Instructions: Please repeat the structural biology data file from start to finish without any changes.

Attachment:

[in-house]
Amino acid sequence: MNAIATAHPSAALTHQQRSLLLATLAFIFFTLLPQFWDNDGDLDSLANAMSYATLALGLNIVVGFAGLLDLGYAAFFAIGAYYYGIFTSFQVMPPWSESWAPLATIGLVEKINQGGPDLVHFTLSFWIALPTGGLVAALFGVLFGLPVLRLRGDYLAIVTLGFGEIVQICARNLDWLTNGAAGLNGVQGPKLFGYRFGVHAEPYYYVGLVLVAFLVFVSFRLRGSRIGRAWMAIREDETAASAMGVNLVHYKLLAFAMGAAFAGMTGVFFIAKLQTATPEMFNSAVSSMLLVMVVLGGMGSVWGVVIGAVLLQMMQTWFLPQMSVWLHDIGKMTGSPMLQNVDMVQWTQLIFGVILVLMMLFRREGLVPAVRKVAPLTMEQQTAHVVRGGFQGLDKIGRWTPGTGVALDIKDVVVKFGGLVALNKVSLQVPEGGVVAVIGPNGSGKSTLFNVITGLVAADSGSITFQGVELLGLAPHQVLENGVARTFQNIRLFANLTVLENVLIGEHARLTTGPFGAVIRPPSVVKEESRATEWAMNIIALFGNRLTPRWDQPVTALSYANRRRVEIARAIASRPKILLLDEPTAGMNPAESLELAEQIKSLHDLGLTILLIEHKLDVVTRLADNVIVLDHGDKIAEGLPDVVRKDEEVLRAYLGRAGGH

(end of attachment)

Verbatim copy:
[in-house]
Amino acid sequence: MNAIATAHPSAALTHQQRSLLLATLAFIFFTLLPQFWDNDGDLDSLANAMSYATLALGLNIVVGFAGLLDLGYAAFFAIGAYYYGIFTSFQVMPPWSESWAPLATIGLVEKINQGGPDLVHFTLSFWIALPTGGLVAALFGVLFGLPVLRLRGDYLAIVTLGFGEIVQICARNLDWLTNGAAGLNGVQGPKLFGYRFGVHAEPYYYVGLVLVAFLVFVSFRLRGSRIGRAWMAIREDETAASAMGVNLVHYKLLAFAMGAAFAGMTGVFFIAKLQTATPEMFNSAVSSMLLVMVVLGGMGSVWGVVIGAVLLQMMQTWFLPQMSVWLHDIGKMTGSPMLQNVDMVQWTQLIFGVILVLMMLFRREGLVPAVRKVAPLTMEQQTAHVVRGGFQGLDKIGRWTPGTGVALDIKDVVVKFGGLVALNKVSLQVPEGGVVAVIGPNGSGKSTLFNVITGLVAADSGSITFQGVELLGLAPHQVLENGVARTFQNIRLFANLTVLENVLIGEHARLTTGPFGAVIRPPSVVKEESRATEWAMNIIALFGNRLTPRWDQPVTALSYANRRRVEIARAIASRPKILLLDEPTAGMNPAESLELAEQIKSLHDLGLTILLIEHKLDVVTRLADNVIVLDHGDKIAEGLPDVVRKDEEVLRAYLGRAGGH